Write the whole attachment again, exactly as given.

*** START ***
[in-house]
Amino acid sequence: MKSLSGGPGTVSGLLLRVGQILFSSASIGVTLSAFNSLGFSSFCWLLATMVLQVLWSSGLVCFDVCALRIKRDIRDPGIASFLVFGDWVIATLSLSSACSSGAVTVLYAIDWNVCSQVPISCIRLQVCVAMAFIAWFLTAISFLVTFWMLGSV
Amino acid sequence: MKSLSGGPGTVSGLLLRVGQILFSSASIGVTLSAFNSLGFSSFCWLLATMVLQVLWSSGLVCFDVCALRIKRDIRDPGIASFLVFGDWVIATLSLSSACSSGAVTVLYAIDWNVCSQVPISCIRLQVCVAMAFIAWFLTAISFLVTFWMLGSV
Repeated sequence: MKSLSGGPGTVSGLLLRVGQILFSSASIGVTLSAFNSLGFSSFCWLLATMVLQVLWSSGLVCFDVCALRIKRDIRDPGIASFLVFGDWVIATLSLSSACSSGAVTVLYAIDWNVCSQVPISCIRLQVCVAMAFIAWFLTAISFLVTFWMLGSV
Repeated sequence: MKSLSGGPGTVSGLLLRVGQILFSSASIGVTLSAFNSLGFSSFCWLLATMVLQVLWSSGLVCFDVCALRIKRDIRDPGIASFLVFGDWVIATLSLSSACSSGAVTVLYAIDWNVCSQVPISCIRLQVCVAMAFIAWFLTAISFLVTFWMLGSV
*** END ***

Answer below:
[in-house]
Amino acid sequence: MKSLSGGPGTVSGLLLRVGQILFSSASIGVTLSAFNSLGFSSFCWLLATMVLQVLWSSGLVCFDVCALRIKRDIRDPGIASFLVFGDWVIATLSLSSACSSGAVTVLYAIDWNVCSQVPISCIRLQVCVAMAFIAWFLTAISFLVTFWMLGSV
Amino acid sequence: MKSLSGGPGTVSGLLLRVGQILFSSASIGVTLSAFNSLGFSSFCWLLATMVLQVLWSSGLVCFDVCALRIKRDIRDPGIASFLVFGDWVIATLSLSSACSSGAVTVLYAIDWNVCSQVPISCIRLQVCVAMAFIAWFLTAISFLVTFWMLGSV
Repeated sequence: MKSLSGGPGTVSGLLLRVGQILFSSASIGVTLSAFNSLGFSSFCWLLATMVLQVLWSSGLVCFDVCALRIKRDIRDPGIASFLVFGDWVIATLSLSSACSSGAVTVLYAIDWNVCSQVPISCIRLQVCVAMAFIAWFLTAISFLVTFWMLGSV
Repeated sequence: MKSLSGGPGTVSGLLLRVGQILFSSASIGVTLSAFNSLGFSSFCWLLATMVLQVLWSSGLVCFDVCALRIKRDIRDPGIASFLVFGDWVIATLSLSSACSSGAVTVLYAIDWNVCSQVPISCIRLQVCVAMAFIAWFLTAISFLVTFWMLGSV